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Royal Doulton toilet - Syphonic ?

Discussion in 'Plumbing and Central Heating' started by Possom, 23 May 2020.

  1. Possom

    Possom

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    The above post is from a thread from 2008, but I didn't want to revive the thread. The thread suggested it was probably syphonic, though there was no photo.

    Would anyone know from the image below if this Royal Doulton toilet is also syphonic?
     
    Last edited: 25 May 2020
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  3. Hugh Jaleak

    Hugh Jaleak

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    It doesn't look like it to me. Certainly not a double trap syphonic. What makes you ask?
     
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  4. Possom

    Possom

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    Just curious, as I had read in the aforementioned thread that someone had the same brand of loo. I hadn't actually heard of syphonic before, so was curious as to how to recognise one.
     
  5. just pumps

    just pumps

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    That one isn`t.
     
  6. Nige F

    Nige F

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    The brown outside and white inside means it's an earthenware one, lesser quality than ceramic . The connection on the side is for a vent pipe - so it's basically a commercial pan to be fitted in multiples, with a separate venting system.
     
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  8. Possom

    Possom

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    Oh, so cheaper to purchase when new.

    I had wondered why that was there.

    I wonder if these were also used as residential outside loos, or commercial-only. The side connection has been blocked so would appear to have been used unconnected to others.
     
  9. just pumps

    just pumps

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    Garden plant pot anyone?
     
  10. Hugh Jaleak

    Hugh Jaleak

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    Syphonic toilets were supposedly almost silent when flushing, indeed with a quiet filling valve installed, (some had the now banned extension tube on a Portsmouth ball valve, which filled the cistern below the water level, making filling almost silent too if supply pipework would allow it). Example here.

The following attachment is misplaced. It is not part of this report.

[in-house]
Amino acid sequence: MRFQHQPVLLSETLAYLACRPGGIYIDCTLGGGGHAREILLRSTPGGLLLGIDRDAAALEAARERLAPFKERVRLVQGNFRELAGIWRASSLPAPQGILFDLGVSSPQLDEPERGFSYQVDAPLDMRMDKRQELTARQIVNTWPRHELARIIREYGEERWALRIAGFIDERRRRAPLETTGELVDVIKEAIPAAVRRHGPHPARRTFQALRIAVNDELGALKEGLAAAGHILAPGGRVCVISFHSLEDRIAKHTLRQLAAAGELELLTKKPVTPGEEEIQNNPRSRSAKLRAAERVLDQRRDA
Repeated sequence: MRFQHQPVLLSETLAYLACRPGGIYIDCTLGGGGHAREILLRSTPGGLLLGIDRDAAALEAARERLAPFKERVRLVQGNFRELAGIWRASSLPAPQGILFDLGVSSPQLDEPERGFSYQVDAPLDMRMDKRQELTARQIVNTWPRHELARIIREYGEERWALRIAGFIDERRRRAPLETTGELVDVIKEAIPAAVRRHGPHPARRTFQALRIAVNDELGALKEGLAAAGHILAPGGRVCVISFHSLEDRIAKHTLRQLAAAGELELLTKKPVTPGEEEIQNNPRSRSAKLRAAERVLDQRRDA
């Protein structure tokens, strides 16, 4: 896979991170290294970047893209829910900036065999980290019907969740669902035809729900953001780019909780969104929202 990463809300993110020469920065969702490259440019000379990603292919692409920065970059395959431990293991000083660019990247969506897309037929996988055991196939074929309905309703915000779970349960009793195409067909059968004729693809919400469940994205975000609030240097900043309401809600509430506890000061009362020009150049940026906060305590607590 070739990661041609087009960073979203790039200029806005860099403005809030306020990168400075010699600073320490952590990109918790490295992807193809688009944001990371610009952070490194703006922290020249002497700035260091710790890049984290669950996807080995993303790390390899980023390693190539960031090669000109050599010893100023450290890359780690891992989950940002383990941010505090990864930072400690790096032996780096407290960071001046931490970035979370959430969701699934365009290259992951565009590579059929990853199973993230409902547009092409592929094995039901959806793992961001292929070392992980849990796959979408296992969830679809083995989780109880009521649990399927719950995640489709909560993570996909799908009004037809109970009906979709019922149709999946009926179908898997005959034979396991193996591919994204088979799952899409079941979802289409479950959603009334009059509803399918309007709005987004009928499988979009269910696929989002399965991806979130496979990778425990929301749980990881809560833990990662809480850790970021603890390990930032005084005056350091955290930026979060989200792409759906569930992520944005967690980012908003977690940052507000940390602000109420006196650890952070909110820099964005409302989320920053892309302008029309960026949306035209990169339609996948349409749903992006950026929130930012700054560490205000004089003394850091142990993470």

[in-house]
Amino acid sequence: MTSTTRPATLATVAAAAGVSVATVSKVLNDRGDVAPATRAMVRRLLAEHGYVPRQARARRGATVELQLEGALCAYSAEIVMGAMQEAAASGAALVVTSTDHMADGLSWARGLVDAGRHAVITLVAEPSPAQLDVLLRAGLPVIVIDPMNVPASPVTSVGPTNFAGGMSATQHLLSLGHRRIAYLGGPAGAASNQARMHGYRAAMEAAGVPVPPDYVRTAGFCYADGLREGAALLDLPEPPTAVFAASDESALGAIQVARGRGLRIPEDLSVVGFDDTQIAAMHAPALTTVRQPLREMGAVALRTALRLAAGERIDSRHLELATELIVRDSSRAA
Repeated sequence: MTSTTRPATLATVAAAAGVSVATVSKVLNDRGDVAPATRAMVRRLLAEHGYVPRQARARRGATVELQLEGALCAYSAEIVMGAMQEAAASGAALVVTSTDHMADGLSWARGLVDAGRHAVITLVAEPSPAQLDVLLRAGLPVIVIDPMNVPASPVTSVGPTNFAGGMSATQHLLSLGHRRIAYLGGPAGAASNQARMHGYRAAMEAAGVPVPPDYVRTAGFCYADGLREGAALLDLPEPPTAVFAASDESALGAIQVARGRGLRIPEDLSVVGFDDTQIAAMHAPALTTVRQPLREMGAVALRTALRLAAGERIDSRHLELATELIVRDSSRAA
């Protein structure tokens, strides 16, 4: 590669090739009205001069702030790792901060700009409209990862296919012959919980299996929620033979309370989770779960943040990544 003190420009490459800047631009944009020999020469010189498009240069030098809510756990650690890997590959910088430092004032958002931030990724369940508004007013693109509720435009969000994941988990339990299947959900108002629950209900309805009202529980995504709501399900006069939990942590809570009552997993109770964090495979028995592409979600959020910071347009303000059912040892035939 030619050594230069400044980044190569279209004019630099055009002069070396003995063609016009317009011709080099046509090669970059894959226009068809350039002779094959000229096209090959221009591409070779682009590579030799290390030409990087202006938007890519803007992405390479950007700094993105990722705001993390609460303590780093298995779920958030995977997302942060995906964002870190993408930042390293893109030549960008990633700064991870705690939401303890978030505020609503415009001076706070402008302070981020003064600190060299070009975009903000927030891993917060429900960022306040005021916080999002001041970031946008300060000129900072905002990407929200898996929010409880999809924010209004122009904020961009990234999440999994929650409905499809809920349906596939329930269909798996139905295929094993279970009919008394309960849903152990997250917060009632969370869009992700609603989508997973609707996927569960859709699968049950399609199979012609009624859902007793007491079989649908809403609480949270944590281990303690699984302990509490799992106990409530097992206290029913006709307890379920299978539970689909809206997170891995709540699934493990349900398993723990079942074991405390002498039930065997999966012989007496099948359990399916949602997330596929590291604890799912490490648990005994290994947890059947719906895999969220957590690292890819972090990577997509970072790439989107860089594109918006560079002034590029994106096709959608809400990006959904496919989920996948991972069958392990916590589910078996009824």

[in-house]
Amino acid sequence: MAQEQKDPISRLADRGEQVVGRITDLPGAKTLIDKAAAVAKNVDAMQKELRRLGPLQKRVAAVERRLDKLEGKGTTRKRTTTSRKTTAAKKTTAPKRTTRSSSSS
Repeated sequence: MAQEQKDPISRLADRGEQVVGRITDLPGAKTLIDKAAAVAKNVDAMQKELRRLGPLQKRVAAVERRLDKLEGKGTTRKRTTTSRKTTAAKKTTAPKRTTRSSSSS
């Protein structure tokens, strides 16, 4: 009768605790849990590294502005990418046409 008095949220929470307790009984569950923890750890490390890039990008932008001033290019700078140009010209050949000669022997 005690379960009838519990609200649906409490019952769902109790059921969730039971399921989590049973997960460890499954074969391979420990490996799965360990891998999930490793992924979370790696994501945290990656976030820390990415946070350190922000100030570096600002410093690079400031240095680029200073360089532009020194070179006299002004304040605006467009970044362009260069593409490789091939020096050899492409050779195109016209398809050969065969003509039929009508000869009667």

and a couple of diagrams in this thread on how they operate. https://www.diynot.com/diy/threads/double-trap-siphonic-pan-help-needed.389820/

    Common in 70's builds, Parents had one in their '79 built house, I had 2 here when I moved in, sadly both long gone now, (the Pampas bathroom had to go upstairs, and despite trying to salvage the downstairs, it broke at the last second during removal when the room was being rebuilt.)

    One thing they were renowned for was blocking. Both my Dad and I kept a 4" plunger by the side of the WC as it was regularly needed...
     
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  11. Nige F

    Nige F

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    Yes, outside loos - your one was probably in that situation, the vent just blocked because it wasn't needed. My grandparents had one - it had a hairline crack in it yet never leaked - good for the landlord because their Victorian house made him very little money. Good for them because it was out in the countryside.;) You had to be careful going in there because the walls were limewashed and would come off on your clothes !
     
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  12. Hugh Jaleak

    Hugh Jaleak

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    Still find a few interesting WC's on the sites I visit for work. Every site is unique, all were built/extended/improved at different times, and many have the original sanitary facilities from the era of construction. Some high level, odd syphonic pan, and some just old toilets that I imagine would have been quite high spec in their time.
     
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